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A perfect meringue pie has a smooth, evenly cooked filling enclosed in a flaky, delicious crust, and is topped with handsome snowy pillows of smooth meringue which do not weep or sag. Creating the ideal meringue pie can be extremely difficult, as the cook faces a number of challenges from the bottom up. The meringue pie must be constructed so that the crust does not get soggy, the filling is cooked all the way through, and the meringue is thoroughly cooked without pulling away from the sides of the dish or burning on top. With trial and error, cooks have developed numerous techniques which will greatly enhance meringue pie success.
Making the perfect meringue pie starts with the crust. Select a crust recipe which will result in light, flaky pastry. After you have made the crust, pre-bake it. To pre-bake a crust, roll it out and set it up in your oiled and floured pie pan. Then either weigh the crust with beans or another smaller pie plate, and bake it in the oven for 20 minutes. While the crust is baking, start to make the filling and set up the other ingredients so that you can assemble the pie as soon as the crust comes out of the oven. The heat of the pre-baked crust will help to evenly cook the filling.
Before you start on the filling of the pie, set up the ingredients for the meringue. The meringue will cook evenly if it is piped over a hot filling, because the heat of the filling will help to cook and set the meringue. For this reason, you want the meringue to be quickly made when the filling is freshly cooked. Measure out all of the ingredients you will need for the meringue, and precook a cornstarch paste to mix with the meringue while you beat it. The cornstarch paste will keep the meringue from weeping or oozing, and will also provide body so that it will not sag.
When the ingredients for the meringue are laid out, start on the filling. Follow the directions carefully, cooking the filling on low heat and stirring frequently so that it does not burn or clump. A variety of fillings can be used for meringue pies including lemon, lime, chocolate, or butterscotch. Most cookbooks provide recipes for several fillings, and you can also feel free to experiment once you have mastered the basics of making a custard filling.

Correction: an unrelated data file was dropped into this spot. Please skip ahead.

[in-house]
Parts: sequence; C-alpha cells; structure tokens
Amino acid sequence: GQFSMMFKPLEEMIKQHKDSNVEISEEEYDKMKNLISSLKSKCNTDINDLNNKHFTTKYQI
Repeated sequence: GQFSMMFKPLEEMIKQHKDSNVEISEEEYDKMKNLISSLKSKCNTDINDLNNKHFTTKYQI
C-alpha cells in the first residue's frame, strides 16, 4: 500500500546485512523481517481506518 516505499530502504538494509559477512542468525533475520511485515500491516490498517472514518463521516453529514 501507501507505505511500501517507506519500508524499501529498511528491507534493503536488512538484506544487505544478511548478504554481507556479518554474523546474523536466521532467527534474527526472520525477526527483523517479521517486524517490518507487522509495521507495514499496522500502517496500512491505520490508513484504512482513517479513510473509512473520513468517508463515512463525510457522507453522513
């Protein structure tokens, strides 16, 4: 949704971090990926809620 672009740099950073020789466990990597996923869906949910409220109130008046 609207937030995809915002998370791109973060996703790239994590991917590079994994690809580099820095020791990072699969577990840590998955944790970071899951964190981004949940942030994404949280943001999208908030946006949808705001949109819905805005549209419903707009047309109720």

As soon as the filling is done, pour it into the pie crust and start whipping the meringue. Beat the egg whites briskly and evenly, making sure to rotate the bowl so that everything will be beaten together. Most recipes call for a gradual addition of sugar, cream of tartar, and vanilla until the egg whites have begun to reach the point of stiff peaks. Then beat in the cornstarch paste until the egg whites create firm, crisp peaks, and get ready to spread the meringue on the warm filling. Never make the meringue before the filling, as it will sag and lose consistency: it needs to be cooked immediately after being made.
To prevent the meringue from pulling away from the edges, pipe a layer of meringue around the edge of the pie first, making sure to anchor it firmly to the crust at all points. Then start filling in the middle, mounding the meringue into a classic hill like shape. As soon as the meringue pie is assembled, slip it into the oven on the top shelf and bake it as directed: usually for approximately 20 minutes or until the top of the meringue pie starts to turn slightly golden. Set the meringue pie on a rack until it is completely cool before eating or refrigerating, covered.
Making a meringue for a pie is a lot of work, and considering how often they don't turn out, I'm not sure all the effort is worth it. Whipping a half pint of cream is much easier.
However, some people think a lemon pie isn't the same without a meringue on top, and some insist on one for banana pudding, which makes me cringe.
When I was a little girl, if I got pie with meringue on it, I'd eat it, but it wasn't my favorite part, by any means. I ate the meringue off the top then ate the filling, which was what I wanted anyway. A well done meringue is spectacular on top of a pie, though. Visually, it's great.
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